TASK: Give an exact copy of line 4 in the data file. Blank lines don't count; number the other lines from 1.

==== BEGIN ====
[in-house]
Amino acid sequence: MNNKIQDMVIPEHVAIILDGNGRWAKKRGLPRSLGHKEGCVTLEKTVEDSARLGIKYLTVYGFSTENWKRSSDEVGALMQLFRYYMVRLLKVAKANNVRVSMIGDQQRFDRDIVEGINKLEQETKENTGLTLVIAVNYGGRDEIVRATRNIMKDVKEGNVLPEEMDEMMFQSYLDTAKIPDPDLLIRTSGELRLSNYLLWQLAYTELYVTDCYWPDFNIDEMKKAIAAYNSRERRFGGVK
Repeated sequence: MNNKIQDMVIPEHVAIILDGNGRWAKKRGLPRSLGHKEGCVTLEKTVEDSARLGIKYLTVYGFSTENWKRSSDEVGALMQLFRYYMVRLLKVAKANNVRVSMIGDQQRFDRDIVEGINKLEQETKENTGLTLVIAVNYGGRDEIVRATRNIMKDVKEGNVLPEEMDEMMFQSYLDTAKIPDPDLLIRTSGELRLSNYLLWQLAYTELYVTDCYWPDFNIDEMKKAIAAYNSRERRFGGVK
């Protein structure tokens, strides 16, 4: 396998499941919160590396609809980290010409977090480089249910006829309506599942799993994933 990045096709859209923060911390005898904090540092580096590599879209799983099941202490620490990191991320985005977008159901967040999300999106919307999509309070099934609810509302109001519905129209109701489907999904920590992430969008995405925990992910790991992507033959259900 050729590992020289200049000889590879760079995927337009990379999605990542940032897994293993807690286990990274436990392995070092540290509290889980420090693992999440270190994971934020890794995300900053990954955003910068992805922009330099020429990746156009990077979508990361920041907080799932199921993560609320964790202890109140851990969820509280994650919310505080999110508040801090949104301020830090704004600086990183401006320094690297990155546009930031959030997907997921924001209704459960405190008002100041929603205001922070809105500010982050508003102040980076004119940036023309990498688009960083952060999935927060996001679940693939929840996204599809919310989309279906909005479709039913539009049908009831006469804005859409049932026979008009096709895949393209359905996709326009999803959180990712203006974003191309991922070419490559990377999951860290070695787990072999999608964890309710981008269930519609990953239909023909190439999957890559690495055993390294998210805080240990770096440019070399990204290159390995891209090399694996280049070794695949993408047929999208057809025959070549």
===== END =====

């Protein structure tokens, strides 16, 4: 396998499941919160590396609809980290010409977090480089249910006829309506599942799993994933 990045096709859209923060911390005898904090540092580096590599879209799983099941202490620490990191991320985005977008159901967040999300999106919307999509309070099934609810509302109001519905129209109701489907999904920590992430969008995405925990992910790991992507033959259900 050729590992020289200049000889590879760079995927337009990379999605990542940032897994293993807690286990990274436990392995070092540290509290889980420090693992999440270190994971934020890794995300900053990954955003910068992805922009330099020429990746156009990077979508990361920041907080799932199921993560609320964790202890109140851990969820509280994650919310505080999110508040801090949104301020830090704004600086990183401006320094690297990155546009930031959030997907997921924001209704459960405190008002100041929603205001922070809105500010982050508003102040980076004119940036023309990498688009960083952060999935927060996001679940693939929840996204599809919310989309279906909005479709039913539009049908009831006469804005859409049932026979008009096709895949393209359905996709326009999803959180990712203006974003191309991922070419490559990377999951860290070695787990072999999608964890309710981008269930519609990953239909023909190439999957890559690495055993390294998210805080240990770096440019070399990204290159390995891209090399694996280049070794695949993408047929999208057809025959070549």